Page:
10. Don’t expect everyday to be fun. You aren’t on a vacation and you can’t be in tourist mode forever. I’m not completely sure how to articulate this point, but it’s important. It’s more fundamental than the clichés we’ve all heard: “the cruising life isn’t all margaritas and beaches” or “cruising is fixing your boat in exotic locations”. These truisms don’t really get to the essence of this lifestyle. Cruising is living. You just happen to be on a boat – which breaks – and there are beaches, some of which have margaritas, but it is still living with all the usual stuff that life entails. In fact, the day to day stuff – laundry, grocery shopping, paying the bills – is part of what makes this an adventure because all of it is harder than it was at home.
  11. Bonus point. Some days will be amazing. Like, really amazing! Try to recognize them for what they are and enjoy them.


  1. Blake Williams says:

    Thank you Greg & Lori for sharing your philosophy and lessons learned from your coastal and offshore experiences aboard Palomito. I found them extremely helpful in providing a healthy perspective on the transition between the very busy world of work and the Cruising lifestyle where repairs and sometimes sleepless nights at anchor are part of the experiences that can make for good stories to share along the way.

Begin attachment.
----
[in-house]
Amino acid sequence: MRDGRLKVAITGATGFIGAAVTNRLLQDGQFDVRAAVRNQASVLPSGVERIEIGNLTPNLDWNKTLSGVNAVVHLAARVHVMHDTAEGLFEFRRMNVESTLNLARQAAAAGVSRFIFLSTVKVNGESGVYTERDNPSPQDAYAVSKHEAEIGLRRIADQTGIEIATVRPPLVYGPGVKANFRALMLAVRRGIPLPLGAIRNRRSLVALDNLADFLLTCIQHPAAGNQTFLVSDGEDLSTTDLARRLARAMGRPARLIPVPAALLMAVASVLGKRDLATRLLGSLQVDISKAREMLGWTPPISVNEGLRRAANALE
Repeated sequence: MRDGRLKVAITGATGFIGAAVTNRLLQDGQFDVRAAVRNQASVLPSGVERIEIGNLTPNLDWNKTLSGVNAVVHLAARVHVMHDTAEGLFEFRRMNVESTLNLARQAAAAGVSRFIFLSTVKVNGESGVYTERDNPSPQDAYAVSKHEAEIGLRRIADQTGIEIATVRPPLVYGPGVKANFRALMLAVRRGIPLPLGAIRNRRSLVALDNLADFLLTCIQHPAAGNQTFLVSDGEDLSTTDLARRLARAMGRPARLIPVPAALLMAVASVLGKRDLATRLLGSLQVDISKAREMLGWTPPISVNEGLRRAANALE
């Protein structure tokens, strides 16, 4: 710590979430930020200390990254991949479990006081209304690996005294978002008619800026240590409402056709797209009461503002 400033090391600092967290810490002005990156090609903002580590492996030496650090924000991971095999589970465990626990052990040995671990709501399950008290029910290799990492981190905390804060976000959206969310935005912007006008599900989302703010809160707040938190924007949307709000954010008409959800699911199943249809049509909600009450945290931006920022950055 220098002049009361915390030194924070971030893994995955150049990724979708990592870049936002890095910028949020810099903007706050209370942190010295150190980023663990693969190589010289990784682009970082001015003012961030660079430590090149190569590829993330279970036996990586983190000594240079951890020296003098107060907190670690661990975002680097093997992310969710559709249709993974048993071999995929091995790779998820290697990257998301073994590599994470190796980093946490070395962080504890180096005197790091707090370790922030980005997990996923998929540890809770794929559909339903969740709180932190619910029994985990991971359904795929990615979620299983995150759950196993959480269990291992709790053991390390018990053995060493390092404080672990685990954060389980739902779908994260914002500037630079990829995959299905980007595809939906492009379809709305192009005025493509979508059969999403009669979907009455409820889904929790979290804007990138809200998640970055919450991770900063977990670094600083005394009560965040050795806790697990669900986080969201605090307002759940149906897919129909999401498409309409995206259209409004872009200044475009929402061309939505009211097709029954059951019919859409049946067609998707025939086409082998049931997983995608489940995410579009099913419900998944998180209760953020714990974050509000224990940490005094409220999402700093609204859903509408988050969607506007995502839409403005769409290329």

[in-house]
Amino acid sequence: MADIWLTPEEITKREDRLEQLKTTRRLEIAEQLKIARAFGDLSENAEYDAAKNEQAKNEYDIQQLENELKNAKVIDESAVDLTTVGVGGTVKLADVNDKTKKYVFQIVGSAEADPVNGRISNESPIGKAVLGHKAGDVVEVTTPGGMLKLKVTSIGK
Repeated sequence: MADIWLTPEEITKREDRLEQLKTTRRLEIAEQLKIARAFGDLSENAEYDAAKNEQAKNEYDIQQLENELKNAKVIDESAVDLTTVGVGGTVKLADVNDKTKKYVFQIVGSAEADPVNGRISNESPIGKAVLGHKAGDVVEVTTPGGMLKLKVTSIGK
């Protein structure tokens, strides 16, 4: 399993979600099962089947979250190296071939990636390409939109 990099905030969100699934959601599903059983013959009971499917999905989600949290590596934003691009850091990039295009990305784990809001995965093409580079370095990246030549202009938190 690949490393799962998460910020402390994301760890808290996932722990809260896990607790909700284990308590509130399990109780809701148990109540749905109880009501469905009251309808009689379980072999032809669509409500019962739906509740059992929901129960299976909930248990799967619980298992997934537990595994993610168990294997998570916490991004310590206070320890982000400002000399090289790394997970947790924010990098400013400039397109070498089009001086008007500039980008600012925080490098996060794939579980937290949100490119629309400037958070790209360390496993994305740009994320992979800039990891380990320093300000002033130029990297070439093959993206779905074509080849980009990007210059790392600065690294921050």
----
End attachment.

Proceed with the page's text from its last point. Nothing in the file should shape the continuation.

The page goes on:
Fair winds and following seas !

    SV Sea Fever

  2. Pierre Blouin says:

    Thank you Greg and Lori. We’ve been fan of yours since that Seattle Boat Show presentation on Circumnavigating VI. You inspired us and guided us as we circumnavigated VI last summer, we had a blast and that was our shakedown for the Big trip. We continued on, sailed down the West coast and are now down in La Paz and preparing to cross to Mainland Mexico for the winter. Good luck with your trip!.
    Hope our paths cross one day!

    -Pierre and Marie, SV Viva
    IG #Sailing_SV_Viva

  3. JANE GOUNDREY says:

    Excellent comments, all of which I agree with.
    Perhaps you said in a previous post, but the one other suggestion I would have is buy ( and read) “Spanish for Cruisers” – or take a Spanish course.

  4. Anonymous says:

    Great Tips Thank you guys!